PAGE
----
Main Article Content
This research article aims to analyze key factors affecting primary and secondary education expenditures in low income countries and lower middle income countries and suggest the educational allocation in poor areas and the areas faced with inequalities. The researcher mainly used quantitative research supported by documentary research. The sample used in this research encompassed 45 countries from low income countries and lower middle income countries. The results showed that the government’s revenues significantlyaffected education expenditure at the primary level. The government should manage an appropriate allocation to poor students who lack opportunities for receiving primary education. Also, high unemployment directly and significantly affected the educational expenditure at the secondary level. The government should provide secondary students with education, preparing them for enter the labor market, such as skill enhancement. Moreover, a low rate of corruption significantly affected the education expenditure at the secondary level. The
government should be able to fully manage the educational allocation for its country’s development.
This work is licensed under a Creative Commons Attribution-NonCommercial-NoDerivatives 4.0 International License.
 Balatsky, E. (2012). Wagner’s Law, the Armey–Rahn Curve, and the Paradox of Wealth. Problems of Economic Transition, 54(12), 40–54.
 Phutrakhul, P. (2018). Public expenditures in dimension of human capital development. Nakhon Lampang Buddhist College’s Journal, 7(1), 352–367. (In Thai)
 OECD. (2010). Counter-cyclical economic policy. “OECD Economics Department Policy Notes, No. 1”. Economics Department Organisation for Economic Co-operation and Development.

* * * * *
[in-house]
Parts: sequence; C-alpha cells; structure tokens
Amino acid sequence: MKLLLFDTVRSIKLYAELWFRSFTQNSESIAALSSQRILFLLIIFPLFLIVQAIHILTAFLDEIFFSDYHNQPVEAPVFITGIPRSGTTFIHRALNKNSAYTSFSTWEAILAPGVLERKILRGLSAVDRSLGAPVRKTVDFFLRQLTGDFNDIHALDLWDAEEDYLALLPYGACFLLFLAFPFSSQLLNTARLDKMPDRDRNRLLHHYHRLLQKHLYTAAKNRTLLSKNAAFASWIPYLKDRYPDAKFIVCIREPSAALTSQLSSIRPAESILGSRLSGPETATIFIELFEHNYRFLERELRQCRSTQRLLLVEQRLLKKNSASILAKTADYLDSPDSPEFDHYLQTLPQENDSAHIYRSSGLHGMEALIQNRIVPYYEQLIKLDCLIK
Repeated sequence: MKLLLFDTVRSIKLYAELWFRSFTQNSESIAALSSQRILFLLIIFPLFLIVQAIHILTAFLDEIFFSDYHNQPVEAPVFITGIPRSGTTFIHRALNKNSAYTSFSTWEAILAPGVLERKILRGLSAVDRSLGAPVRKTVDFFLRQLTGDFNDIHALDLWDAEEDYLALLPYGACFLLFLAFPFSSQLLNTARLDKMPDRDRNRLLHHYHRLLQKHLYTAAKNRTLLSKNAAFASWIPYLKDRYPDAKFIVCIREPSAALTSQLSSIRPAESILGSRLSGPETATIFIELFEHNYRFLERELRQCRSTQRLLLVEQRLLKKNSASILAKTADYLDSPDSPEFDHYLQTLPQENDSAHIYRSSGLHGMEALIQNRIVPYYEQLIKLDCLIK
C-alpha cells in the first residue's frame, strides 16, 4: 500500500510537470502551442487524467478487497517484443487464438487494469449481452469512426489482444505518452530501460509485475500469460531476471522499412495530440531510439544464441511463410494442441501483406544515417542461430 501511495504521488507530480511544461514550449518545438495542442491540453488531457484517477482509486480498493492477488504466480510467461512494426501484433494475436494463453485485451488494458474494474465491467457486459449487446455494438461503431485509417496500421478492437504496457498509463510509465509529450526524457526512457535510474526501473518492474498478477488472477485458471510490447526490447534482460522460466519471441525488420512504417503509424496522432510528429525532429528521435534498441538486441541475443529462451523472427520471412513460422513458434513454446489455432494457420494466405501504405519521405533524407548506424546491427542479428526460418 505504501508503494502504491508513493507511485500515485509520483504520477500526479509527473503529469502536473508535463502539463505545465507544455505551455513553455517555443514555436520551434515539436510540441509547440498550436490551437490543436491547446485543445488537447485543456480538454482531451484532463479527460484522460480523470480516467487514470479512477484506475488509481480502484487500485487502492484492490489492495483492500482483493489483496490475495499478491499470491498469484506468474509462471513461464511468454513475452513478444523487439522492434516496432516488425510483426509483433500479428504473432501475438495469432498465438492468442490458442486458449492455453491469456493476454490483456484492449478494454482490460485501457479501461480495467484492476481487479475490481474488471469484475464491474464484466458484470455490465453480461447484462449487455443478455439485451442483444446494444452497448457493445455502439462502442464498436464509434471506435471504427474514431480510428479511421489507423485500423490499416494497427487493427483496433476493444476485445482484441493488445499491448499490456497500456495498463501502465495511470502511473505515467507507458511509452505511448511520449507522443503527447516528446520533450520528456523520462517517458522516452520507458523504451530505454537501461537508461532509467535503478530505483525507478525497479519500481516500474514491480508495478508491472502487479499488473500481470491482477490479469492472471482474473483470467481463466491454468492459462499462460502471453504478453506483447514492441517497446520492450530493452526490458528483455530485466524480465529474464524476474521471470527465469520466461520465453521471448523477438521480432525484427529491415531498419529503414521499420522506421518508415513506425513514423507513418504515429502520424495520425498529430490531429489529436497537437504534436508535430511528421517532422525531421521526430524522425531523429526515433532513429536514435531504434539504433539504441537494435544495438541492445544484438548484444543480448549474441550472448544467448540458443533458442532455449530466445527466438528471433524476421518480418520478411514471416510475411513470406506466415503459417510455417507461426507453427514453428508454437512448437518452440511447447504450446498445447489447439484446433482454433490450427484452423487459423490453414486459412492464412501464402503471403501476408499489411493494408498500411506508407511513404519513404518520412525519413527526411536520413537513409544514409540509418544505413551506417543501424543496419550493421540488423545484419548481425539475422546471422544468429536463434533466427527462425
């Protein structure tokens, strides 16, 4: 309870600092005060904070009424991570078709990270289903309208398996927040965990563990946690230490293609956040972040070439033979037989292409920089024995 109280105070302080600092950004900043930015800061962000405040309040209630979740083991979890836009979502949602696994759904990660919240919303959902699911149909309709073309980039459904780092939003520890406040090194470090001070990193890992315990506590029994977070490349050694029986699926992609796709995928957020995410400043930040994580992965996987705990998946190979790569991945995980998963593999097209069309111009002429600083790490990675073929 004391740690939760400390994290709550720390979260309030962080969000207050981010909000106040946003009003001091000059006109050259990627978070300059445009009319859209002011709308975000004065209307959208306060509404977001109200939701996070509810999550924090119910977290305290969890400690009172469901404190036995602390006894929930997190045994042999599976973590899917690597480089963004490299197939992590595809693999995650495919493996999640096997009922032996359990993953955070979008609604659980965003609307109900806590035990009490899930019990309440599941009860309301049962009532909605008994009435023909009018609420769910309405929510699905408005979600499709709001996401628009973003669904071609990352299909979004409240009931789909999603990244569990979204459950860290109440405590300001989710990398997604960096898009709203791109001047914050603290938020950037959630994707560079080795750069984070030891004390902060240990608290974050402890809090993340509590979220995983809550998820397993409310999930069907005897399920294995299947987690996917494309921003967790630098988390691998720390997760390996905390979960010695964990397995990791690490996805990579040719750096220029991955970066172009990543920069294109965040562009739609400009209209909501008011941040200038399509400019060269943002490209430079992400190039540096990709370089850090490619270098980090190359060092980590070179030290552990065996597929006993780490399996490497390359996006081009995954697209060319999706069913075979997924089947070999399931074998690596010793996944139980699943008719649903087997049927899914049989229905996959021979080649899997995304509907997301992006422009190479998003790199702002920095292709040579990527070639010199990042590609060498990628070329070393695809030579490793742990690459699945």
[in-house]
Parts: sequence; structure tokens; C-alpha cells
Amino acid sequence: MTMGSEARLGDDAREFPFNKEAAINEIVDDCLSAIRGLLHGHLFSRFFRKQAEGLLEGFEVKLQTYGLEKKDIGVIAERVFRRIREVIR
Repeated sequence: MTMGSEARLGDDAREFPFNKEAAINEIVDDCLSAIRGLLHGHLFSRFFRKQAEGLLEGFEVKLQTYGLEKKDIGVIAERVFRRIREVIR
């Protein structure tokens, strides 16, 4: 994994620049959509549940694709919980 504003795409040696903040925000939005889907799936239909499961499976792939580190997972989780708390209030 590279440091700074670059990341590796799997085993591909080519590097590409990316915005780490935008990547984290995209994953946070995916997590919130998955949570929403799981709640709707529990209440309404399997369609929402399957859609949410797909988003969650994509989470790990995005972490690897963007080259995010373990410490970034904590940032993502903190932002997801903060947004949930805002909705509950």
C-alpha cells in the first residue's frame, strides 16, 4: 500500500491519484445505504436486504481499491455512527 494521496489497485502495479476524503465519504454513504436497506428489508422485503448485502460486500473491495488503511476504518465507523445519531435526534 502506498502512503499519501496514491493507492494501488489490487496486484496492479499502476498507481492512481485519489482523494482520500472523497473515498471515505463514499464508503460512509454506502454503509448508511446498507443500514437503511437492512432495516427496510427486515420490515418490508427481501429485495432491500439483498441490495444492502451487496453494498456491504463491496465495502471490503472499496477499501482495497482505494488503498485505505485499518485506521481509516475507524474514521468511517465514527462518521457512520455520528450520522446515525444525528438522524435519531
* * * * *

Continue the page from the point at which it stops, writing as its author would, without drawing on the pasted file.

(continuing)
Emily, B., & William, W. (2017). Globalization and human capital investment : Export composition drives educational attainment. Seminar participants at the NBER, March 30, 2017, 1-63.
 Berthelemy, J. C. (2006). Globalization and challenges for education in least developed countries. Globalization and Education Pontifical Academy of Social Sciences, Extra Series 7, 166 – 190.
 Lindert, P. H. (2004). Growing public : Social spending and economic growth since the eighteenth century. United States : University of California.
 Thepsumroeng, A. (2019). The study of income distribution in Thailand : A case of GINI coefficient of household in 2009 – 2017. Journal of Social Development, 21(1), 41–58. (In Thai)
 Easton, D. (1965). A Systems Analysis of Political Life. New York : Wiley.
 Ulu, M. I. (2018). The effect of government social spending on income inequality in oecd: a panel data analysis. International Journal of Economics Politics Humanities and Social Sciences, 1(3), 183–202.
 Lagravinese, G. C. R. (2012). Incentive effects on efficiency in education systems’ performance. ECINE, Working Paper Series 2012 – 270, October 2012, 1–21.
 Jajkowicz, O., & Drobiszova, A. (2015). The effect of corruption on government expenditure allocation in OECD countries. Acta Universitatis Agriculturae et Silviculturae Mendelianae Brunensis, 63(4), 1251–1259.
 Suryadarma, D. (2012). How corruption diminishes the effectiveness of public spending on education in Indonesia. Bulletin of Indonesian Economic Studies, 48(1), 85–100.
 Timofeyev, Y. (2011). How corruption affects social expenditures : Evidence from Russia. Global Journal of Business Research, 5(4), 39–51.
 CESifo DICE Report. (2011). The worldwide governance indicators (WGI). Retrieved April 11, 2019, from: https://www.cesifo-group.de/DocDL/dicereport411-db4.pdf.
 World Bank. (2017). New country classifications by income level: 2017-2018. Retrieved January 8, 2018, from: https://blogs.worldbank.org/opendata/new-country-classifications-income-level-2017-2018.
 World Bank. (2018). Countries and economies. Retrieved January 28, 2019, from: https://data.worldbank.org/country.
 Krejcie, R. V., & Morgan, D. W. (1970). Determining sample size for research activities. Educational and Psychological Measurement, 30(3), 607–610.
 Gujarati, D. N. (2003). Basic econometrics (4th ed.). Singapore: McGraw Hill.
 Omwami, E. M., & Omwami, R. K. (2010). Public investment and the goal of providing universal access to primary education by 2015 in Kenya. International Journal of Educational Development, 30(3), 243–253.
 Fredriksen, B., & Fossberg, C. H. (2014). The case for investing in secondary education in sub-Saharan Africa (SSA): challenges and opportunities. International Review of Education, 60(2), 235–259.